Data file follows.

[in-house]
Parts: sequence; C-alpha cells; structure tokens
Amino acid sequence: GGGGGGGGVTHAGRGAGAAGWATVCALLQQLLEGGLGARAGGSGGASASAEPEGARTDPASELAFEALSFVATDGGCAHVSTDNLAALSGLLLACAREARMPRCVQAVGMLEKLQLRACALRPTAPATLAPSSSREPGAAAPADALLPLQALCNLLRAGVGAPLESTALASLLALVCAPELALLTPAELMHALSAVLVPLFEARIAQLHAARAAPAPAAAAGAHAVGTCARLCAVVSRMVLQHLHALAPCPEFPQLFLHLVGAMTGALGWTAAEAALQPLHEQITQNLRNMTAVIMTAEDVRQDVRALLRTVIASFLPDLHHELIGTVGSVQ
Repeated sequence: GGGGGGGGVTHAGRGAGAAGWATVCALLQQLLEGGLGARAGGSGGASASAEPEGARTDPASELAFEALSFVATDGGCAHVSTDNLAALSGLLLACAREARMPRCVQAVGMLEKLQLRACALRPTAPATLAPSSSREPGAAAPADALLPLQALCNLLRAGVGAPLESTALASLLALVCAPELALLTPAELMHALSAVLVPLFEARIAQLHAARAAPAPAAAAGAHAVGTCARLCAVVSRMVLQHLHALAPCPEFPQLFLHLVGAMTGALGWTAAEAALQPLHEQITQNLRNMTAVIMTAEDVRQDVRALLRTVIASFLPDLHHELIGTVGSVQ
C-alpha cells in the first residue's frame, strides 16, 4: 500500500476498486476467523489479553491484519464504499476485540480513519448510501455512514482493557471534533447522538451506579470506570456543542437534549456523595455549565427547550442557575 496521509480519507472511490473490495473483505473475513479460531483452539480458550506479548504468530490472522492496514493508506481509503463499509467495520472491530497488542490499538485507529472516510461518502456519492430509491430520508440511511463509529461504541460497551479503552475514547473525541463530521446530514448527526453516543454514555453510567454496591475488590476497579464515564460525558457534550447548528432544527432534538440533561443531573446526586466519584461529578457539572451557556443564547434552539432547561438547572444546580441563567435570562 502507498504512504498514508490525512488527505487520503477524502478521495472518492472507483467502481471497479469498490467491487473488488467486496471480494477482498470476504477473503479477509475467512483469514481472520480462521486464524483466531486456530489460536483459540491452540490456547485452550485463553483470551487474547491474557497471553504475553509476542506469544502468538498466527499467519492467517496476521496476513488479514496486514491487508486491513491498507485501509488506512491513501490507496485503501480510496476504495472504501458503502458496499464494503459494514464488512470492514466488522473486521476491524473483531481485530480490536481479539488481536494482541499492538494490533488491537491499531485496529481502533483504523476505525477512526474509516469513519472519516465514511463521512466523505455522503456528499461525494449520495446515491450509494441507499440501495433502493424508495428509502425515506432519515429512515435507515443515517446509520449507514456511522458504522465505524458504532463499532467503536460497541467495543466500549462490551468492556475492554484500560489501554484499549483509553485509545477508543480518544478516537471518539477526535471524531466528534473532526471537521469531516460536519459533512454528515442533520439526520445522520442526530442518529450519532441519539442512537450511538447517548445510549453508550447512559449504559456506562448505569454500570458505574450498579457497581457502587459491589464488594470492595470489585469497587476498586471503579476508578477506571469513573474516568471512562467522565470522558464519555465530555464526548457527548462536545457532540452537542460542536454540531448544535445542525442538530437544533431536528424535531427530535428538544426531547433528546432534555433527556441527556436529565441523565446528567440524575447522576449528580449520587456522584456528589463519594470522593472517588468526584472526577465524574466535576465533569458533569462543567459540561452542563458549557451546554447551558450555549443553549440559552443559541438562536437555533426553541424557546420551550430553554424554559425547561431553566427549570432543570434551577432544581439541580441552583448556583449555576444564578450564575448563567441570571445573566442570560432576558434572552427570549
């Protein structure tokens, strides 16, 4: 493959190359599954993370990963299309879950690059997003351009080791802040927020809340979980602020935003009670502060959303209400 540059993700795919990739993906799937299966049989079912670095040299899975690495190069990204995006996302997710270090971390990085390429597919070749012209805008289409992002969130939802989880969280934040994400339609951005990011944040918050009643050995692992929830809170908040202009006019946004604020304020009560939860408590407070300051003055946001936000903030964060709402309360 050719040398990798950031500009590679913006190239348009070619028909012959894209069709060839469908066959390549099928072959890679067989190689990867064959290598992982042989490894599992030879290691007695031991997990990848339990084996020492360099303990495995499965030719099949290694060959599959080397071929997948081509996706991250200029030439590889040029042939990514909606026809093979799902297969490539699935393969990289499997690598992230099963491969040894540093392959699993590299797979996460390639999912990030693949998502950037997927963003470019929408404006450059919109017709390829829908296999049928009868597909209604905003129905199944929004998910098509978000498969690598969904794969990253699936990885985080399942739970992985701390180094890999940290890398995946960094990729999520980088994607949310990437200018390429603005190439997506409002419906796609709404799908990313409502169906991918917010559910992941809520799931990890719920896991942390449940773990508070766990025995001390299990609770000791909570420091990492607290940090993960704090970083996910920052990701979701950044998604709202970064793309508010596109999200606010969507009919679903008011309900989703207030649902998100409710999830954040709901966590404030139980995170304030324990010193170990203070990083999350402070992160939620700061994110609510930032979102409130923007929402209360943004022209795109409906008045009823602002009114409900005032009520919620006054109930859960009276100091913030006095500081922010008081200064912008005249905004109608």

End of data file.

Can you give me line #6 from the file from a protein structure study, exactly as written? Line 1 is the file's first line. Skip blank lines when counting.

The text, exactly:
């Protein structure tokens, strides 16, 4: 493959190359599954993370990963299309879950690059997003351009080791802040927020809340979980602020935003009670502060959303209400 540059993700795919990739993906799937299966049989079912670095040299899975690495190069990204995006996302997710270090971390990085390429597919070749012209805008289409992002969130939802989880969280934040994400339609951005990011944040918050009643050995692992929830809170908040202009006019946004604020304020009560939860408590407070300051003055946001936000903030964060709402309360 050719040398990798950031500009590679913006190239348009070619028909012959894209069709060839469908066959390549099928072959890679067989190689990867064959290598992982042989490894599992030879290691007695031991997990990848339990084996020492360099303990495995499965030719099949290694060959599959080397071929997948081509996706991250200029030439590889040029042939990514909606026809093979799902297969490539699935393969990289499997690598992230099963491969040894540093392959699993590299797979996460390639999912990030693949998502950037997927963003470019929408404006450059919109017709390829829908296999049928009868597909209604905003129905199944929004998910098509978000498969690598969904794969990253699936990885985080399942739970992985701390180094890999940290890398995946960094990729999520980088994607949310990437200018390429603005190439997506409002419906796609709404799908990313409502169906991918917010559910992941809520799931990890719920896991942390449940773990508070766990025995001390299990609770000791909570420091990492607290940090993960704090970083996910920052990701979701950044998604709202970064793309508010596109999200606010969507009919679903008011309900989703207030649902998100409710999830954040709901966590404030139980995170304030324990010193170990203070990083999350402070992160939620700061994110609510930032979102409130923007929402209360943004022209795109409906008045009823602002009114409900005032009520919620006054109930859960009276100091913030006095500081922010008081200064912008005249905004109608």